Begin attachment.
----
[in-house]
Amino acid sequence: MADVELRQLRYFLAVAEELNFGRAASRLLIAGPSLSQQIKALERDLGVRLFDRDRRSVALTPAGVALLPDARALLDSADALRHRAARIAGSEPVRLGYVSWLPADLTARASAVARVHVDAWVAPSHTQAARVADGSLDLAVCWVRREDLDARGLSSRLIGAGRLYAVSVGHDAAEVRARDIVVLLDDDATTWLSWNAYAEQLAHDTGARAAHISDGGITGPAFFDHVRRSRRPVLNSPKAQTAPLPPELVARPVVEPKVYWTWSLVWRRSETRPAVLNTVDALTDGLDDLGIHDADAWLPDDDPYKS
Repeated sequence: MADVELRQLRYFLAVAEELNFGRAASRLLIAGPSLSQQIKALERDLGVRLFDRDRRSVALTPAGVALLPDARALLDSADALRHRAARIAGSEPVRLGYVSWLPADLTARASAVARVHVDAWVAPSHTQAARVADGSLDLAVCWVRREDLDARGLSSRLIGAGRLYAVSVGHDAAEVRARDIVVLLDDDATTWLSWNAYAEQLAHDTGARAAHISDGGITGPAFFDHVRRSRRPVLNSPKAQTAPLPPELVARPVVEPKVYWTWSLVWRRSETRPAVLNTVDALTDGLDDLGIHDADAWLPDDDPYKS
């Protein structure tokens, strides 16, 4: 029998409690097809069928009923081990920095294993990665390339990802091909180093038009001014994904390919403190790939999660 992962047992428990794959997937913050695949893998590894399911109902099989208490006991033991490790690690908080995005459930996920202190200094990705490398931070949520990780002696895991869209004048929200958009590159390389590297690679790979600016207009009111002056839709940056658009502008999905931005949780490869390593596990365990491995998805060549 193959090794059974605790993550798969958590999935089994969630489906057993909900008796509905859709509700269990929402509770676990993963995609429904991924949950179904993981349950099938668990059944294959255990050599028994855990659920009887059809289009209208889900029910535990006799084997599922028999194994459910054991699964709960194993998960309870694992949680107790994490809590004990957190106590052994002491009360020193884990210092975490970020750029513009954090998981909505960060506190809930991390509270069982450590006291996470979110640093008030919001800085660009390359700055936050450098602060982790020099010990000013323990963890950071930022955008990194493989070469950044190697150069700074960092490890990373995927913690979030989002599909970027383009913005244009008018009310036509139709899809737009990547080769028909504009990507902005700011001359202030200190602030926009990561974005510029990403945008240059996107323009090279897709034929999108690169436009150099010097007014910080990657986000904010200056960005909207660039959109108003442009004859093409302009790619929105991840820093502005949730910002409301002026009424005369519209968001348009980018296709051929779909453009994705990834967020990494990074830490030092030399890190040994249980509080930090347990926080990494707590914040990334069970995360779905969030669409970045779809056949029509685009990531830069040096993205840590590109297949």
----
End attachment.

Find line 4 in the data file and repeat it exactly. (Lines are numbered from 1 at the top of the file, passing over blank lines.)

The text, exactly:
């Protein structure tokens, strides 16, 4: 029998409690097809069928009923081990920095294993990665390339990802091909180093038009001014994904390919403190790939999660 992962047992428990794959997937913050695949893998590894399911109902099989208490006991033991490790690690908080995005459930996920202190200094990705490398931070949520990780002696895991869209004048929200958009590159390389590297690679790979600016207009009111002056839709940056658009502008999905931005949780490869390593596990365990491995998805060549 193959090794059974605790993550798969958590999935089994969630489906057993909900008796509905859709509700269990929402509770676990993963995609429904991924949950179904993981349950099938668990059944294959255990050599028994855990659920009887059809289009209208889900029910535990006799084997599922028999194994459910054991699964709960194993998960309870694992949680107790994490809590004990957190106590052994002491009360020193884990210092975490970020750029513009954090998981909505960060506190809930991390509270069982450590006291996470979110640093008030919001800085660009390359700055936050450098602060982790020099010990000013323990963890950071930022955008990194493989070469950044190697150069700074960092490890990373995927913690979030989002599909970027383009913005244009008018009310036509139709899809737009990547080769028909504009990507902005700011001359202030200190602030926009990561974005510029990403945008240059996107323009090279897709034929999108690169436009150099010097007014910080990657986000904010200056960005909207660039959109108003442009004859093409302009790619929105991840820093502005949730910002409301002026009424005369519209968001348009980018296709051929779909453009994705990834967020990494990074830490030092030399890190040994249980509080930090347990926080990494707590914040990334069970995360779905969030669409970045779809056949029509685009990531830069040096993205840590590109297949």